To become an industry analyst, you must be skilled in gathering marketing intelligence for a particular industry. Such knowledge is obtained primarily through academic training but also through experience working as a junior analyst or account manager in a marketing role for a company. Typically, industry analysts need at least a bachelor's degree or its equivalent in order to be hired. Professional industry experts who desire to manage may either stay at a company long enough to be promoted or go to business school in order to secure a Master's of Business Administration (MBA) degree.
As a university student interested in becoming an industry analyst, your primary academic goal is to choose in which field you will become a trusted authority, and strive to learn as much as possible about that field. For instance, if you have a disposition toward the pharmaceutical industry, then you can major in the biological sciences or chemistry to learn more about that field and its products. If you are inclined to consulting within the technology sector, then it is advisable that you major in computer science or engineering so that you can become familiar with the subject and the industry which surrounds it.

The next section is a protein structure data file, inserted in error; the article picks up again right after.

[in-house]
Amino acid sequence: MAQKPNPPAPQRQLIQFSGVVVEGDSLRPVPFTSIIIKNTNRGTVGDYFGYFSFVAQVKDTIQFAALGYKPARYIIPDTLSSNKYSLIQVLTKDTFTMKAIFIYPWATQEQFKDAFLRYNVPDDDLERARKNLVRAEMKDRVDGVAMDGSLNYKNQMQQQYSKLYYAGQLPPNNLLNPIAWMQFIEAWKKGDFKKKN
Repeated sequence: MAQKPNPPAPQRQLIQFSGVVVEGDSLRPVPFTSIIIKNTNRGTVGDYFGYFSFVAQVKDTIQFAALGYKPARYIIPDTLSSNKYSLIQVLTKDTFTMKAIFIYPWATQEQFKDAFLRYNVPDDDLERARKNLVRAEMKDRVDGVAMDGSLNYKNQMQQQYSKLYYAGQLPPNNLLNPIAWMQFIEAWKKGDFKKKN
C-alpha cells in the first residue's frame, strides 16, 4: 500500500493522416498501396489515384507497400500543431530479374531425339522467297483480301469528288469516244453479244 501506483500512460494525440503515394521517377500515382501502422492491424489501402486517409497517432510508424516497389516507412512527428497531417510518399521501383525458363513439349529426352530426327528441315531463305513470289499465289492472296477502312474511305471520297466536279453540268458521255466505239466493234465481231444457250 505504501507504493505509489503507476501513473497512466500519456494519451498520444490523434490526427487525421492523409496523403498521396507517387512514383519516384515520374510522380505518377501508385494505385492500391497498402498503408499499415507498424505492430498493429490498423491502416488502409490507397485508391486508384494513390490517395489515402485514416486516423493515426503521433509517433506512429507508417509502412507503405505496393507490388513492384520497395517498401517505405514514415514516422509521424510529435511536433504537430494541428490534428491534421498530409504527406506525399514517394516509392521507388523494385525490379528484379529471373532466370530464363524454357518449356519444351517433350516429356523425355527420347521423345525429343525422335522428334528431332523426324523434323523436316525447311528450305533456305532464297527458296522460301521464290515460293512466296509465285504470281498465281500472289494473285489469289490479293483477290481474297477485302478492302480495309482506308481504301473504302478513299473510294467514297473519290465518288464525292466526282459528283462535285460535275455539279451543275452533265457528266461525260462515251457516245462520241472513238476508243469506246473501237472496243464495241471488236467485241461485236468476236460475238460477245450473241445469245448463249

You need not major in an industry's subject in order to become an industry analyst in that field. It is entirely possible to gain this knowledge through prior experience, summer internships, and self study. If the majority of your coursework consisting of research and analysis related to your industry of choice, however, you will be more prepared to advise others on problems that are specific to that industry.
Taking a variety of analytics-related classes will also be useful to the aspiring industry analyst. Being an analyst oftentimes means keeping abreast of any changes or trends within the target market of the industry, and staying on top of such a volatile task can be challenging. University-level analytics classes will teach you how to dissect the massive amounts of marketing data in order to arrive at a sound and actionable solution. These courses also allow you to develop and practice quantitative skills that are essential for any industry analyst. Building predictive models and visually representing numerical data are both important tasks that an industry analyst will perform regularly.
Obtaining a bachelor's degree is sufficient, but you may also consider obtaining the MBA degree. Getting an MBA will open you up to more lucrative management positions as an industry analyst. You will also have the opportunity to manage junior analysts, mentoring them and advising them on the best course of action.